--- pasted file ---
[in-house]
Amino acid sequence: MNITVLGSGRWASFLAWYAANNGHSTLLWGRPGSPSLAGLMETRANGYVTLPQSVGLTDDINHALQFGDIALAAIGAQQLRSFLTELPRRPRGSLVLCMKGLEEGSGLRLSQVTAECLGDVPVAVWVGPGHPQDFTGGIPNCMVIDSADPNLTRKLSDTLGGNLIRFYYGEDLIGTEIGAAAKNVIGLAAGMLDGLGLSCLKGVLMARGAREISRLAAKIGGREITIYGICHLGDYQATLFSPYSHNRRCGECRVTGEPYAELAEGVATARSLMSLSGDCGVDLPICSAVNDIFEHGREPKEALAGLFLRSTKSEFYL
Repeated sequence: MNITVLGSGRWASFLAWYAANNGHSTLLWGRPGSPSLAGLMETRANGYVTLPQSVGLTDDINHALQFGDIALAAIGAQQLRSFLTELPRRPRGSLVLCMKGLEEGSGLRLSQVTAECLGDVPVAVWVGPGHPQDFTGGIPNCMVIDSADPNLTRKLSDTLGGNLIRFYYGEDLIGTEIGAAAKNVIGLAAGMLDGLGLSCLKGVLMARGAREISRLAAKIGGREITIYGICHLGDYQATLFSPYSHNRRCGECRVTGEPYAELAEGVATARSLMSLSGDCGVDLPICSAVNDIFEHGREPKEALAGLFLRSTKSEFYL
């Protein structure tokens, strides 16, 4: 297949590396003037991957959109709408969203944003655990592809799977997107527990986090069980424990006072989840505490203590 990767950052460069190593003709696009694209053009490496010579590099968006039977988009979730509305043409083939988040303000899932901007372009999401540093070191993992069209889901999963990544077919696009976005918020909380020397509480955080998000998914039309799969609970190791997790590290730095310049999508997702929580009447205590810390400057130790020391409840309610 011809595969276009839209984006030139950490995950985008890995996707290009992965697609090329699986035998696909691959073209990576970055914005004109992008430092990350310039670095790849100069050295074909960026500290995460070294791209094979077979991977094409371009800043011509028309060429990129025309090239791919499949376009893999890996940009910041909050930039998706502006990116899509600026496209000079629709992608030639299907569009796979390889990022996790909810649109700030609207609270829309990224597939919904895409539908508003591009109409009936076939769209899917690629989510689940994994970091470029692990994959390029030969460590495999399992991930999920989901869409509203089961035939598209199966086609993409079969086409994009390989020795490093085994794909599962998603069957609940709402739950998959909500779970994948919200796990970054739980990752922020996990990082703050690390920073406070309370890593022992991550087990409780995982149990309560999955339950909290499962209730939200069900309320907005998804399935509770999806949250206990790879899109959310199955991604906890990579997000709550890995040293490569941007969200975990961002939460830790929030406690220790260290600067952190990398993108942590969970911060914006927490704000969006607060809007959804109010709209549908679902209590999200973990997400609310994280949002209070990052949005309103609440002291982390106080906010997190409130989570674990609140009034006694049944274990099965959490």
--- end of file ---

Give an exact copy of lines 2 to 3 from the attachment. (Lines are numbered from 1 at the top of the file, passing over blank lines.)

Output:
Amino acid sequence: MNITVLGSGRWASFLAWYAANNGHSTLLWGRPGSPSLAGLMETRANGYVTLPQSVGLTDDINHALQFGDIALAAIGAQQLRSFLTELPRRPRGSLVLCMKGLEEGSGLRLSQVTAECLGDVPVAVWVGPGHPQDFTGGIPNCMVIDSADPNLTRKLSDTLGGNLIRFYYGEDLIGTEIGAAAKNVIGLAAGMLDGLGLSCLKGVLMARGAREISRLAAKIGGREITIYGICHLGDYQATLFSPYSHNRRCGECRVTGEPYAELAEGVATARSLMSLSGDCGVDLPICSAVNDIFEHGREPKEALAGLFLRSTKSEFYL
Repeated sequence: MNITVLGSGRWASFLAWYAANNGHSTLLWGRPGSPSLAGLMETRANGYVTLPQSVGLTDDINHALQFGDIALAAIGAQQLRSFLTELPRRPRGSLVLCMKGLEEGSGLRLSQVTAECLGDVPVAVWVGPGHPQDFTGGIPNCMVIDSADPNLTRKLSDTLGGNLIRFYYGEDLIGTEIGAAAKNVIGLAAGMLDGLGLSCLKGVLMARGAREISRLAAKIGGREITIYGICHLGDYQATLFSPYSHNRRCGECRVTGEPYAELAEGVATARSLMSLSGDCGVDLPICSAVNDIFEHGREPKEALAGLFLRSTKSEFYL